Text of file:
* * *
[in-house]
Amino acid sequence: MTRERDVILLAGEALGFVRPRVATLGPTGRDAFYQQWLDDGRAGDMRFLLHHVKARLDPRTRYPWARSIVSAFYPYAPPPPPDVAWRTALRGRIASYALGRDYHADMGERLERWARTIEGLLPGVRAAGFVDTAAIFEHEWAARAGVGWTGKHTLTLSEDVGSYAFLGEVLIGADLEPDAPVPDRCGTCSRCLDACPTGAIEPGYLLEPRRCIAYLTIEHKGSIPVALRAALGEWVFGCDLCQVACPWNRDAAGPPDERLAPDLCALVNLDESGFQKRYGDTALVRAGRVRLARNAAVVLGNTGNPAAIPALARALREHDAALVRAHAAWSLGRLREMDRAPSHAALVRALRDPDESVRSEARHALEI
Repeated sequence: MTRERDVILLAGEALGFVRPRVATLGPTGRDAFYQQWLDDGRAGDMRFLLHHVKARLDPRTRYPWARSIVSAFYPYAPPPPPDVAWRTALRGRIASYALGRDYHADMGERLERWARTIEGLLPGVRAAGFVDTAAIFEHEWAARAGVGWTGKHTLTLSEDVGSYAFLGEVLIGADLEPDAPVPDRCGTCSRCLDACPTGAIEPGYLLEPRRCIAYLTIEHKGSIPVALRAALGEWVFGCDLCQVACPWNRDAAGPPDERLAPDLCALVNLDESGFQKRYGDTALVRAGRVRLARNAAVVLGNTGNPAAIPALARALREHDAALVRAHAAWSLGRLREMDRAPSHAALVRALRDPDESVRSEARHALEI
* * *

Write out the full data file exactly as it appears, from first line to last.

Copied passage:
[in-house]
Amino acid sequence: MTRERDVILLAGEALGFVRPRVATLGPTGRDAFYQQWLDDGRAGDMRFLLHHVKARLDPRTRYPWARSIVSAFYPYAPPPPPDVAWRTALRGRIASYALGRDYHADMGERLERWARTIEGLLPGVRAAGFVDTAAIFEHEWAARAGVGWTGKHTLTLSEDVGSYAFLGEVLIGADLEPDAPVPDRCGTCSRCLDACPTGAIEPGYLLEPRRCIAYLTIEHKGSIPVALRAALGEWVFGCDLCQVACPWNRDAAGPPDERLAPDLCALVNLDESGFQKRYGDTALVRAGRVRLARNAAVVLGNTGNPAAIPALARALREHDAALVRAHAAWSLGRLREMDRAPSHAALVRALRDPDESVRSEARHALEI
Repeated sequence: MTRERDVILLAGEALGFVRPRVATLGPTGRDAFYQQWLDDGRAGDMRFLLHHVKARLDPRTRYPWARSIVSAFYPYAPPPPPDVAWRTALRGRIASYALGRDYHADMGERLERWARTIEGLLPGVRAAGFVDTAAIFEHEWAARAGVGWTGKHTLTLSEDVGSYAFLGEVLIGADLEPDAPVPDRCGTCSRCLDACPTGAIEPGYLLEPRRCIAYLTIEHKGSIPVALRAALGEWVFGCDLCQVACPWNRDAAGPPDERLAPDLCALVNLDESGFQKRYGDTALVRAGRVRLARNAAVVLGNTGNPAAIPALARALREHDAALVRAHAAWSLGRLREMDRAPSHAALVRALRDPDESVRSEARHALEI